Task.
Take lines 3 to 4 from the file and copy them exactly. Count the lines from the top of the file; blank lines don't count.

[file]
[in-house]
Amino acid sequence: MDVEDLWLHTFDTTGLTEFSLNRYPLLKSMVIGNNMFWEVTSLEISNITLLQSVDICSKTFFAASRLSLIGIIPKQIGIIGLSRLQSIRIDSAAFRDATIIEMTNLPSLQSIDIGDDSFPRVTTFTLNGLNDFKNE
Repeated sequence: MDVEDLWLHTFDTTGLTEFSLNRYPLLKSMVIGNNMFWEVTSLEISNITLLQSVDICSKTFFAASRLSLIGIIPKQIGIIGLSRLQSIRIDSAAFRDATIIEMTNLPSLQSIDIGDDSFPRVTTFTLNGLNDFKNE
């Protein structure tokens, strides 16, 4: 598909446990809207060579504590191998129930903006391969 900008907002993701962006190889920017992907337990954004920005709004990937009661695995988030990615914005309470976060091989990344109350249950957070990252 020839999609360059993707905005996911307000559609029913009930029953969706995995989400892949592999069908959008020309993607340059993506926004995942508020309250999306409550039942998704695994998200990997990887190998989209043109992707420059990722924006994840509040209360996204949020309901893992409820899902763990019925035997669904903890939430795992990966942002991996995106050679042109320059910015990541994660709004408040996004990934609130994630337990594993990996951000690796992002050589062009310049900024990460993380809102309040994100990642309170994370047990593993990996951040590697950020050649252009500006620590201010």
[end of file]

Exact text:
Repeated sequence: MDVEDLWLHTFDTTGLTEFSLNRYPLLKSMVIGNNMFWEVTSLEISNITLLQSVDICSKTFFAASRLSLIGIIPKQIGIIGLSRLQSIRIDSAAFRDATIIEMTNLPSLQSIDIGDDSFPRVTTFTLNGLNDFKNE
């Protein structure tokens, strides 16, 4: 598909446990809207060579504590191998129930903006391969 900008907002993701962006190889920017992907337990954004920005709004990937009661695995988030990615914005309470976060091989990344109350249950957070990252 020839999609360059993707905005996911307000559609029913009930029953969706995995989400892949592999069908959008020309993607340059993506926004995942508020309250999306409550039942998704695994998200990997990887190998989209043109992707420059990722924006994840509040209360996204949020309901893992409820899902763990019925035997669904903890939430795992990966942002991996995106050679042109320059910015990541994660709004408040996004990934609130994630337990594993990996951000690796992002050589062009310049900024990460993380809102309040994100990642309170994370047990593993990996951040590697950020050649252009500006620590201010």